“I want to hate him, but I can’t.”
Those words I spoke during my therapy session yesterday have continued to stick out in my mind.
I told my therapist what I had been struggling with in relating to my memory, in a very general way because I wanted to avoid a flashback. I don’t understand how someone could do that. I don’t understand how you can reject your own child.
I tried so hard to hold my feelings inside. Anger, hurt, and sadness were swirling around inside of my heart. I tried to hold in the tears, but that wasn’t working as well as I had liked. Even my therapist could tell I was trying to hold back, and told me it was okay to let it out.
My therapist asked what I would say to my father if I could talk to him right then. My mind started going into overdrive. So many questions and statements started running through my head, and without really thinking, the first thing I said was not even a question or a statement to my father. I said “I want to hate him, but I can’t.”
Despite all of the things he has done to me, and now the rejection I am very much aware of, I still have trouble hating him. I want to hate him. I think he more than deserves it. But somehow, despite being raised by two heartless people, I have a kind and compassionate heart. It’s what allowed me to bury my feelings and take care of my father when he got sick so many years ago. He didn’t deserve my care, to be honest. But he got it.
My therapist asked me again. I ran through a list of questions in my mind, quickly playing out what his responses would be. Then I realized that, it wouldn’t even matter what I asked him or what I said to him. “It doesn’t even matter, he doesn’t believe he did anything wrong.”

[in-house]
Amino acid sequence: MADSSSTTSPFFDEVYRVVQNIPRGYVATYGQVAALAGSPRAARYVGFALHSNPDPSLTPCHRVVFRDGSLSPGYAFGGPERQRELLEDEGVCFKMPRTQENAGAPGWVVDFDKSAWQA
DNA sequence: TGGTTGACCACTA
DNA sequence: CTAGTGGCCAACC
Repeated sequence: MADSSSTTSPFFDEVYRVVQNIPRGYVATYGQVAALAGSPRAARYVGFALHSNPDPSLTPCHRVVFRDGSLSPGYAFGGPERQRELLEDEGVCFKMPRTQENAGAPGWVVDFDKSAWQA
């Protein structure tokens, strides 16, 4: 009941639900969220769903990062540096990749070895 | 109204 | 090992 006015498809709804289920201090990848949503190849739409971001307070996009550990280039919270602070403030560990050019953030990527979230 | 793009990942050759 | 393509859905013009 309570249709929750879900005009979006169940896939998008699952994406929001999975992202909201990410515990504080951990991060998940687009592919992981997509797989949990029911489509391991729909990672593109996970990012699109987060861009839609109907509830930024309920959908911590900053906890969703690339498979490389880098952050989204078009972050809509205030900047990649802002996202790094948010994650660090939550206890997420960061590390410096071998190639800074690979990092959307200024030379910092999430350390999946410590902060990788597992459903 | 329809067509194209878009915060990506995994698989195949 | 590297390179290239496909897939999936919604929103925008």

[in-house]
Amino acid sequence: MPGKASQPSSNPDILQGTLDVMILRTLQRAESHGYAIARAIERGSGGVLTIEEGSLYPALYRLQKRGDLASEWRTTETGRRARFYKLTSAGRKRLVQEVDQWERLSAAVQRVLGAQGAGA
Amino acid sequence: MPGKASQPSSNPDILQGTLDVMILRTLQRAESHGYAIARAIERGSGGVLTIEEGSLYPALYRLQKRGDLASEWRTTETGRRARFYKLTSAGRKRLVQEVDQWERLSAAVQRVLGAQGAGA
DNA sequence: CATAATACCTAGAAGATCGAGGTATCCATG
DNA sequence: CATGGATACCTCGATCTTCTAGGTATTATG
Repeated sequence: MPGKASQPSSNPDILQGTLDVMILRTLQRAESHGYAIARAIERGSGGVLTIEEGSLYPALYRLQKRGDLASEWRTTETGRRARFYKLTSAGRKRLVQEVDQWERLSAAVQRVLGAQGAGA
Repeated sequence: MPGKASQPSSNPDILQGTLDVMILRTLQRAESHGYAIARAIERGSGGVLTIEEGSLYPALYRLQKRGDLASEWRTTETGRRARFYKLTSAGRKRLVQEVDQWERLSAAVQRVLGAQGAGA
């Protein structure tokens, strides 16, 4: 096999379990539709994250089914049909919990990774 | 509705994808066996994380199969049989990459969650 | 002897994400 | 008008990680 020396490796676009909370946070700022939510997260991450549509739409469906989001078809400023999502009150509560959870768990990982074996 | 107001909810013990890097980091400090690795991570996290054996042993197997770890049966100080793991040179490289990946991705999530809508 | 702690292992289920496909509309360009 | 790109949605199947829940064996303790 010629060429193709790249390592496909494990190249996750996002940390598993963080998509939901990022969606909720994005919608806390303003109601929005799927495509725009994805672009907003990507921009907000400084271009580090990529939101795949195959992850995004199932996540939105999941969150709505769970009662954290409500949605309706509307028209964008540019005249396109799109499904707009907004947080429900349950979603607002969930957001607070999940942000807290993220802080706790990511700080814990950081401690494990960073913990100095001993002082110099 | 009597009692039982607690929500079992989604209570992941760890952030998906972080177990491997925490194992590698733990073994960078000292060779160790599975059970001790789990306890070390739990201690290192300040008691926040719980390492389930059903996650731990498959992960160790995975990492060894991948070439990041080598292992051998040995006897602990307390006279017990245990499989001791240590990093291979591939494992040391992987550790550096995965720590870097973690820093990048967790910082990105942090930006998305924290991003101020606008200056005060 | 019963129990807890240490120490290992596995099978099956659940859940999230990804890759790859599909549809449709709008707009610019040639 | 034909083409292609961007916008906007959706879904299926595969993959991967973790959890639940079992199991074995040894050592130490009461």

I thought I was right. Neither my mother nor my father would ever admit fault. I always just assumed that it was because they believed they never did anything wrong. That is how they (especially my mother) played it off.
But then my therapist asked what my father would say if I told him what he did to me. She asked, “Would he say there was nothing wrong with it, or would he say that it never happened?”
I didn’t even have to think for more than a second before I had my answer. “He’d say that it never happened.”
I grew up being told that people on the outside just wouldn’t understand, that’s why we couldn’t tell. But if that were really true, and nothing was wrong with what my parents did, then why would they deny it? If they really believed that they were right, they would say there was nothing wrong with it. They deny it because they know they were wrong.
All of a sudden, it started to make sense to me. I never thought of how contradictory their line of thinking was.
For so many years, I’ve been blaming myself for what happened. I have been carrying that guilt within my heart. Something must have been wrong with me, a child rejected by her own parents. The only reason that made sense to me was that something was inherently wrong with me. I was the wrong one.
Part of me still believes that. That is why it’s so difficult to work through shit in therapy. I hold a lot of shame because I still believe it was my fault. I need to stop carrying the guilt and the blame. I need to keep telling myself that they were wrong.
My father was wrong. My mother was wrong. They were wrong.
I was just a child, born to parents who didn’t deserve me. I was not wrong.